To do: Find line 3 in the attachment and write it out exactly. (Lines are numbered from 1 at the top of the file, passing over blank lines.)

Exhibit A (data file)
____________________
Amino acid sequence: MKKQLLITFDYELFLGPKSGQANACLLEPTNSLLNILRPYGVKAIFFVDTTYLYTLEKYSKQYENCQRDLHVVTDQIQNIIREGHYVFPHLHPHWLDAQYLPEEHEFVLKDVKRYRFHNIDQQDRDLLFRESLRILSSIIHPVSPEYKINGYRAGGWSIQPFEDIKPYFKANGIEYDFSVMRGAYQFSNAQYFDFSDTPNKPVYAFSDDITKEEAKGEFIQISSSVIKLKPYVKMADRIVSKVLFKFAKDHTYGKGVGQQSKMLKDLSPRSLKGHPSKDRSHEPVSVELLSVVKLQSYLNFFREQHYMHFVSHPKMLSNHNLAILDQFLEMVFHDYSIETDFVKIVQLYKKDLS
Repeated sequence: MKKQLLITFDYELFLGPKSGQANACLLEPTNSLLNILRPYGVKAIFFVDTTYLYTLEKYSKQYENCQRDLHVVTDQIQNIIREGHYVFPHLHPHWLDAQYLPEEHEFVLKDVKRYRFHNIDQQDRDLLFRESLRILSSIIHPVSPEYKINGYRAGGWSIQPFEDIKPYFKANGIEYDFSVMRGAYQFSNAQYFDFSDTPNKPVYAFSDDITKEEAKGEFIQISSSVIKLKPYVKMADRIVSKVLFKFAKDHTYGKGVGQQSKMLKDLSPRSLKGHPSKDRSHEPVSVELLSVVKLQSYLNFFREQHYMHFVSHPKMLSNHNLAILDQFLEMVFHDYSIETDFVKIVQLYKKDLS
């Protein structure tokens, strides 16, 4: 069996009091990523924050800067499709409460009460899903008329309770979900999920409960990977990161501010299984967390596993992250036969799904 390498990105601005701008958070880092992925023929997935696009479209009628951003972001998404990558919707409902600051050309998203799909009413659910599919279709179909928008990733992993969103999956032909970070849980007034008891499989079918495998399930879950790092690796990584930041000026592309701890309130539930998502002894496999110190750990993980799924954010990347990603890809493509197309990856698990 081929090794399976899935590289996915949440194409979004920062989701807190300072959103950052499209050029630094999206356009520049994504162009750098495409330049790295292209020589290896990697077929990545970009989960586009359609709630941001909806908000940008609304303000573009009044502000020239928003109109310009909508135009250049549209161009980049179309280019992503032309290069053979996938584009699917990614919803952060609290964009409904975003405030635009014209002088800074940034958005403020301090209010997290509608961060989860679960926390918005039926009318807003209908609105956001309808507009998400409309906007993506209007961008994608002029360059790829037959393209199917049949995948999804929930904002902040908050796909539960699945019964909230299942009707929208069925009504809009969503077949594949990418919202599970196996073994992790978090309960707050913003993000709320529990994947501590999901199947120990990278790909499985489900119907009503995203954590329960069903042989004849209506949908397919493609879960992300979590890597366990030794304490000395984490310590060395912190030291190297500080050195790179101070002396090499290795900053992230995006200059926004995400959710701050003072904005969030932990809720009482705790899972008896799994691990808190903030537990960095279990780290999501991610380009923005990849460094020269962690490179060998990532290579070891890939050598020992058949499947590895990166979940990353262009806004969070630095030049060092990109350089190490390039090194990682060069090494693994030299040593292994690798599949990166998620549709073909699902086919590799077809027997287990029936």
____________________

């Protein structure tokens, strides 16, 4: 069996009091990523924050800067499709409460009460899903008329309770979900999920409960990977990161501010299984967390596993992250036969799904 390498990105601005701008958070880092992925023929997935696009479209009628951003972001998404990558919707409902600051050309998203799909009413659910599919279709179909928008990733992993969103999956032909970070849980007034008891499989079918495998399930879950790092690796990584930041000026592309701890309130539930998502002894496999110190750990993980799924954010990347990603890809493509197309990856698990 081929090794399976899935590289996915949440194409979004920062989701807190300072959103950052499209050029630094999206356009520049994504162009750098495409330049790295292209020589290896990697077929990545970009989960586009359609709630941001909806908000940008609304303000573009009044502000020239928003109109310009909508135009250049549209161009980049179309280019992503032309290069053979996938584009699917990614919803952060609290964009409904975003405030635009014209002088800074940034958005403020301090209010997290509608961060989860679960926390918005039926009318807003209908609105956001309808507009998400409309906007993506209007961008994608002029360059790829037959393209199917049949995948999804929930904002902040908050796909539960699945019964909230299942009707929208069925009504809009969503077949594949990418919202599970196996073994992790978090309960707050913003993000709320529990994947501590999901199947120990990278790909499985489900119907009503995203954590329960069903042989004849209506949908397919493609879960992300979590890597366990030794304490000395984490310590060395912190030291190297500080050195790179101070002396090499290795900053992230995006200059926004995400959710701050003072904005969030932990809720009482705790899972008896799994691990808190903030537990960095279990780290999501991610380009923005990849460094020269962690490179060998990532290579070891890939050598020992058949499947590895990166979940990353262009806004969070630095030049060092990109350089190490390039090194990682060069090494693994030299040593292994690798599949990166998620549709073909699902086919590799077809027997287990029936």